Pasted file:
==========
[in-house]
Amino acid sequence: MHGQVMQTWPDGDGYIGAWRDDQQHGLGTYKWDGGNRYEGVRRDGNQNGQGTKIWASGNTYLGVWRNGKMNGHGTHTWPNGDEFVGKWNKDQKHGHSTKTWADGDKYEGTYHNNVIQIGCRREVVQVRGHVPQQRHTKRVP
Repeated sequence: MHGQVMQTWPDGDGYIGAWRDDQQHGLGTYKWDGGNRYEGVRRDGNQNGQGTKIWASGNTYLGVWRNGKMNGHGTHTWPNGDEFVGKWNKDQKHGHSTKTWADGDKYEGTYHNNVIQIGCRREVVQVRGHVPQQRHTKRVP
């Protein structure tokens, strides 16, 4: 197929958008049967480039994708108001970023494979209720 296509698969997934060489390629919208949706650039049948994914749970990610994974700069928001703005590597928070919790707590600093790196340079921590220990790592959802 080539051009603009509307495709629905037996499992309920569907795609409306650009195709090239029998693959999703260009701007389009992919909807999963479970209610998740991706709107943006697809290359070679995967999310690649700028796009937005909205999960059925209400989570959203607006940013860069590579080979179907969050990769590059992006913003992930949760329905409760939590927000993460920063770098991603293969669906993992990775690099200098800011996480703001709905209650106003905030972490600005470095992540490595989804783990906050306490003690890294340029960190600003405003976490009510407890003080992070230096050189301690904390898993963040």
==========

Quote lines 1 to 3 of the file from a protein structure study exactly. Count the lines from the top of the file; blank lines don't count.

[in-house]
Amino acid sequence: MHGQVMQTWPDGDGYIGAWRDDQQHGLGTYKWDGGNRYEGVRRDGNQNGQGTKIWASGNTYLGVWRNGKMNGHGTHTWPNGDEFVGKWNKDQKHGHSTKTWADGDKYEGTYHNNVIQIGCRREVVQVRGHVPQQRHTKRVP
Repeated sequence: MHGQVMQTWPDGDGYIGAWRDDQQHGLGTYKWDGGNRYEGVRRDGNQNGQGTKIWASGNTYLGVWRNGKMNGHGTHTWPNGDEFVGKWNKDQKHGHSTKTWADGDKYEGTYHNNVIQIGCRREVVQVRGHVPQQRHTKRVP